# Variables for numbers, and indexing in MATLAB

**A free video tutorial from**Mike X Cohen

Neuroscientist, writer, professor

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MATLAB onramp 2020: coding, concepts, confidence, and styleLearn the key MATLAB programming skills that separate experts from novices: debugging, functions, and visualization

10:19:56 of on-demand video • Updated February 2021

- Introduction to MATLAB
- How to write scripts and functions
- Visualize data in 2D and 3D
- Control statements
- Develop your programming style
- Think like a programmer
- Find and fix bugs!
- Learn the most common coding mistakes and how to avoid them
- Strategies for planning and organizing your code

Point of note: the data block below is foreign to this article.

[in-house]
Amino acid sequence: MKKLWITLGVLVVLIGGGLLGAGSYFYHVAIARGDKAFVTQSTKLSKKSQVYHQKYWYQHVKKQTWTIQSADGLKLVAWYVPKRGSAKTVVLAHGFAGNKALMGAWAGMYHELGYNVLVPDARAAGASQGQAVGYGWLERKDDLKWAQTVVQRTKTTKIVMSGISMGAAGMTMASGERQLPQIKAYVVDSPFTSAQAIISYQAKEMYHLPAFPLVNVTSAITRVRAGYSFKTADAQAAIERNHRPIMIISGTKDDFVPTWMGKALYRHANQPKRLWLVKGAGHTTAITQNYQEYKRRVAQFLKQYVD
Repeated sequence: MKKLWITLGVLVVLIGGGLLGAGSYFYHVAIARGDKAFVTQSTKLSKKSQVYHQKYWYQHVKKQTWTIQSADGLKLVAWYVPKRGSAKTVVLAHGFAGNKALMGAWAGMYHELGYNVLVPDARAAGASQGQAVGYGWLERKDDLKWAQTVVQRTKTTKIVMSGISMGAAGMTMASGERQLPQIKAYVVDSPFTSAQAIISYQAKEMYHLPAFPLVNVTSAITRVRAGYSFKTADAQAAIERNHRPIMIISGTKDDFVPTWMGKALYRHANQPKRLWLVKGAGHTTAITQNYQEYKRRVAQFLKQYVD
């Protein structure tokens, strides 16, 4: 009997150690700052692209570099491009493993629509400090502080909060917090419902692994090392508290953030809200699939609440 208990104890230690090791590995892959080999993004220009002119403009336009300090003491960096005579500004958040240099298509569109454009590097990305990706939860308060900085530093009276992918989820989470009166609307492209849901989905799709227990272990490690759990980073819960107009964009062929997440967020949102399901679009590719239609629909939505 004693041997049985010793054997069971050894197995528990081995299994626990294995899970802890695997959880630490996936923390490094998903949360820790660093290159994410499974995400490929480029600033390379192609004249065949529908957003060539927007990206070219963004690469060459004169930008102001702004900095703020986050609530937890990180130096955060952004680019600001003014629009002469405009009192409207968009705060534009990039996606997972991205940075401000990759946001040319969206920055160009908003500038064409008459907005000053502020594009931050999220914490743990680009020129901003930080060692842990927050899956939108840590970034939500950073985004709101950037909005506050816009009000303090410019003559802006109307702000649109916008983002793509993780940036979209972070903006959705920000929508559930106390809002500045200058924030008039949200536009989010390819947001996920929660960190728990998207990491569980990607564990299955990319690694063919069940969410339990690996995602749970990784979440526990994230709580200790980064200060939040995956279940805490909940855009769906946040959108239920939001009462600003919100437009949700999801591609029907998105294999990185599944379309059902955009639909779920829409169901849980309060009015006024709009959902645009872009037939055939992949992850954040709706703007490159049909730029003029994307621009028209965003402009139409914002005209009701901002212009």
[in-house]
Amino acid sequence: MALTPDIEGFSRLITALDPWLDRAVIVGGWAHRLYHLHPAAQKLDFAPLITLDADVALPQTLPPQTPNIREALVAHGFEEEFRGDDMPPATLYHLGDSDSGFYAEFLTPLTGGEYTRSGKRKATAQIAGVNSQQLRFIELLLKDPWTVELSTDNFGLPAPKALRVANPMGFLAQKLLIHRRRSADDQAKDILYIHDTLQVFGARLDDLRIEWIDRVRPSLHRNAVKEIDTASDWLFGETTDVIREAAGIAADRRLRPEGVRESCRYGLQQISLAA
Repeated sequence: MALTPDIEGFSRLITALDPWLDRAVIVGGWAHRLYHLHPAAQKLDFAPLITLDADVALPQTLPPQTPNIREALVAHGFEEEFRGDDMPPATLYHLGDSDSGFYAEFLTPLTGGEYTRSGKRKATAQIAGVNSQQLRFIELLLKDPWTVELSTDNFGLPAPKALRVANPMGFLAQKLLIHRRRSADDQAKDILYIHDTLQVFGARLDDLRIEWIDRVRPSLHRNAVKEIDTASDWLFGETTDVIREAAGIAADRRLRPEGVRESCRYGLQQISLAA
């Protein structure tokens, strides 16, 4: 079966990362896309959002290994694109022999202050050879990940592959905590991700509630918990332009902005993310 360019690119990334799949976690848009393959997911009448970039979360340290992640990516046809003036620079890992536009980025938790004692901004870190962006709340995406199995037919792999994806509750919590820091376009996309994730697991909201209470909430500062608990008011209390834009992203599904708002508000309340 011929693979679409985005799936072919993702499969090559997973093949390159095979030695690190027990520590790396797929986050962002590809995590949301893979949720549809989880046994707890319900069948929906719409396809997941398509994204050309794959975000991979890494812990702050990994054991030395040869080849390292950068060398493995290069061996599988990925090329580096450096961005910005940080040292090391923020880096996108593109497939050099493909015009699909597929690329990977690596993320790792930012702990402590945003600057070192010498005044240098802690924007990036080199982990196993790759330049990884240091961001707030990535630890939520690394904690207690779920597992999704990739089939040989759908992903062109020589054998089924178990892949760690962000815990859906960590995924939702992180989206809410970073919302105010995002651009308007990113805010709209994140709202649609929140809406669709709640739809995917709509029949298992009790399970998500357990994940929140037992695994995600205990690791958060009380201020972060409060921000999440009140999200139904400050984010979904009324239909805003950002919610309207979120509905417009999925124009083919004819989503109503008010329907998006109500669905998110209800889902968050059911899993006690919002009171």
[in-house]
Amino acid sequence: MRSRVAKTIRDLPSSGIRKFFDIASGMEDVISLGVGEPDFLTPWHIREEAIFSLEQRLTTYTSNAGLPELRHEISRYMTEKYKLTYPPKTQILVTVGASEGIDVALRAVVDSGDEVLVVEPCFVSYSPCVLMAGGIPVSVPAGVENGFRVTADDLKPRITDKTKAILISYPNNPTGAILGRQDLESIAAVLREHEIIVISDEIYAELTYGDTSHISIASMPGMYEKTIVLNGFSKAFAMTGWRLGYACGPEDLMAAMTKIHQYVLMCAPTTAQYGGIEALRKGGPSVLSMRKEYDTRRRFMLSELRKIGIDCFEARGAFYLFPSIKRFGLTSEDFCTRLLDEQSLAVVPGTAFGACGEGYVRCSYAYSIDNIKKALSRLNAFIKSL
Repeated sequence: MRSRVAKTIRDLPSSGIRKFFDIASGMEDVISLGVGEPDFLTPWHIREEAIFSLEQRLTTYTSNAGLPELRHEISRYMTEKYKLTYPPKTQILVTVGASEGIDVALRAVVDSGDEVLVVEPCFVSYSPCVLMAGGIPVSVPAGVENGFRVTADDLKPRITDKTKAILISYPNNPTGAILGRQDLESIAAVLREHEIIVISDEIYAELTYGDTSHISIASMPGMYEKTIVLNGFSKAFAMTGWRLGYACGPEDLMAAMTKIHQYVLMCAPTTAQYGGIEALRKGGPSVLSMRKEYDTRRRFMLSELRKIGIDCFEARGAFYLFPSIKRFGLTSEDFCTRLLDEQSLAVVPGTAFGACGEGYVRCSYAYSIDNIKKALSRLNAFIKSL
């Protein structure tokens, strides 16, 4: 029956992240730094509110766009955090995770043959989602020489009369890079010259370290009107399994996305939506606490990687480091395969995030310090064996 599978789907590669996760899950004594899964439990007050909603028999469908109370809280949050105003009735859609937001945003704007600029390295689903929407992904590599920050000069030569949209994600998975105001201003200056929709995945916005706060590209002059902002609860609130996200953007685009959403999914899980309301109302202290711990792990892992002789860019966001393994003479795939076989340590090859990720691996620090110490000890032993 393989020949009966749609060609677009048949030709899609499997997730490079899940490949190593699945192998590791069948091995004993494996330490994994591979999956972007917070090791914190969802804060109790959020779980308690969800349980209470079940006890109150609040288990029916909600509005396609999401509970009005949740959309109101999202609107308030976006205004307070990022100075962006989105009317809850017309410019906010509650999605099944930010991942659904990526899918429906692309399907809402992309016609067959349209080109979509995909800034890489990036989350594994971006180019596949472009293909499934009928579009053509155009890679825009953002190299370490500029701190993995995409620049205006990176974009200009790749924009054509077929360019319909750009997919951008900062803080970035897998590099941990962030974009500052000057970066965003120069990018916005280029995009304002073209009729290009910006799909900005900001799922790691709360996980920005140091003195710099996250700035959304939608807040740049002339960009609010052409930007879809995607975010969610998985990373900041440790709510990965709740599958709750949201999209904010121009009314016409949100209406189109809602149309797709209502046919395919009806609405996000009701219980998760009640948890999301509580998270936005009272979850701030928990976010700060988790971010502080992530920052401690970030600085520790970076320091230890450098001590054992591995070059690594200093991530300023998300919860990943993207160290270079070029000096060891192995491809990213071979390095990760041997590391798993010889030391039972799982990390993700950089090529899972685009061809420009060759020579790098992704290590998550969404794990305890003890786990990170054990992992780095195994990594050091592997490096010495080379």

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Now that you know what variables are it's time to start learning specific categories or types of variables. So in this video we are going to begin with numbers so numeric variables these are variables that store numbers in particular things called scalar is vectors and matrices. I'm gonna introduce you to these concepts here in this video. Now as a reminder almost every video not every single video but most videos in this course have a script. They have a matlab dot m file that goes along with that video. And so you can access them all by downloading the zip file in the first lecture of each section of this course. And then it's the name of the file is always going to be on ramp. That's the name of the course variables that corresponds to the name of the section. And then some you know single word or sometimes a couple of words that is referencing this particular video. So this video is about variables but variables for numbers. And so the file is called numbers and I've shown you previously how to open up files but just as a quick reminder you can either click on home or you can click on Ed.. Both will get you to the same place and then you click on open and then you have to search through and find that particular file. In this case it's numbers. And then you want to open it. All right. So what I'm going to show you now is how to create variables that correspond to numbers. In fact the first one is called a scalar which I don't even have here. So just as a reminder of how this is spelled so scalar and a scalar is just a single number. So I'm gonna write S equals and let's say I don't know four point three. So now this is a variable s and it corresponds to a scalar four point three. And of course we have the semicolon here to suppress the output so that not every single line of code gets repeated like this in the command window. OK. So here we are going to create vectors. A vector is an ordered list of numbers. Now in MATLAB you can carbonate numbers into a vector using square brackets. In general square brackets are used for concatenation. So this right here is incorrect and in fact Matlab is giving us an error message here. It is not correct to write one for three. Maybe you think you know this might be how you would write it on a piece of paper but we need to tell Matlab that these should be these three individual numbers should be concatenated they should be grouped together and that is done using the square brackets like this. So just to show you here we get a vector. So the answer is 1 4 3. So now I'm going to assign this vector to the variable which is also called vec. Now when you create a vector in this way like this with numbers and spaces between them and square brackets concatenate them then this is always going to turn out to be a row vector vectors can be oriented as a row like this and they're flat and they go across or they can be oriented as a column which would mean 1 and then 4 below that and then the three below that. So to transform a row vector into a column vector you can use an operation called the transpose operation. And in MATLAB you can implement the transpose operation using a single quote. This is not a double quote. Like if someone is talking and you're writing about it this is just a single quotation. Now that transforms a row vector into a column vector so you can see when I copy and paste this into the command we still get one for three of course. But before it was one for three across. That's a row vector. Now it's one for three down. That is a column vector. So that's one way to transform a row vector or to create a column vector. The second way is to put semicolons after each of the individual numbers. Now this can be a little bit confusing at first because there's some overloading. This is a concept in coding called overloading. I'll write that down over loading overloading the term overloading means when the same character or the same operation or the same function has different meanings depending on the context. So here we are using a semicolon at the end of the line to suppress the output. So we're not getting a bunch of output printing out in the command window but here when the semicolon happened or appears inside these square brackets we are actually using that to indicate vertical concatenation. So it's slightly different use of the same character. So let's see what this code. Now look like so instead of having spaces we have a semicolon in between the numbers and you can see that that does vertical concatenation. So this is like the end of the first row and then this is the second row and here's the end of the second row. And then here's the third row. Okay. So here you go two ways to create a column vector. Now several videos ago I showed you how to use the colon operator to create numerical sequences. And here I'm showing you that you can take the numerical sequence for example. This one is gonna count odd numbers going from 1 through 9. And you can use that to create a variable. So now I create a variable skip fact it's a vector and that vector will be these the sequence 1 through 9 in odd numbers. So we went from scales to vectors and then the next step up is to go from vector to a matrix so a scalar is a single number. A vector is a list of numbers and a matrix is like a spreadsheet of numbers. So it has rows and it has columns. Now notice that I'm mixing the two ways of separating numbers that I have already shown here. So here I showed separating numbers by spaces and here I showed separating numbers by semicolons. This is for a horizontal concatenation. This is for vertical concatenation. And here I'm actually mixing both of these. So this is pretty interesting. We have the first row which is gonna be one two three and then base a row breaks. Then we get a new row in the matrix and then seven eight nine and another row and then three five two. So now we can see this variable called a mat for a matrix is a three by three matrix. So three rows and three columns. Okay. So I can already tell that something is going wrong here. Otherwise I wouldn't have written this comment. And the problem here is that we have the first row with three elements. Second row with three elements. And this third row only has two elements in a matrix. Every row needs to have the same number of elements. You could also say the same thing about columns. So what happens here is that the first and the second row each contain three numbers three elements but the third row has only two elements. So Matlab is going to give us some kind of a an error message. Now later on throughout the course you will learn more about how to decode how to interpret and understand these Matlab error messages. But anytime you see an error message that says something about dimensions and not consistent the first thing you should think about is sizes looking at the sizes of the variables. So in this case we have the sizes and the sizes of the two rows are the same and then the size of the third row is different. Okay. So let's look at the variables that we have created so far. We can look at the variables that we've created in the MATLAB workspace by typing who's and then we get a list of all of the variables are ordered alphabetically with capitals first. So if we were to write let's say capital maybe I'll do capital z equals and just three for no good reason. So you can see the capital letters come first and then the lowercase letters. So then we can see the sizes. This is typically the first thing I look at when I type who's and I want to see what are the variables in the workspace. I usually look at the names and then the sizes and then the class tends to be the next most relevant thing. Now if you like to have that little widget you might also have the whereas it is the workspace module so you might also have this open and then you can see what's in your workspace immediately without typing who. I guess I'm a bit old school in this way as not so much and I'm old school I think I like to have a clean Matlab desktop environment and this is just adding visual noise that's what I think. So in this video I showed you how to create variables that contain numeric information so variables that contain numbers. Now so far all of the variables that we've created were fairly small and so really easy to work with. But what happens when these factors and matrices get larger and larger and you only want to access some small piece you know one or a few elements in the vectors or matrices for that you have to use something called indexing and that is the topic of the next video.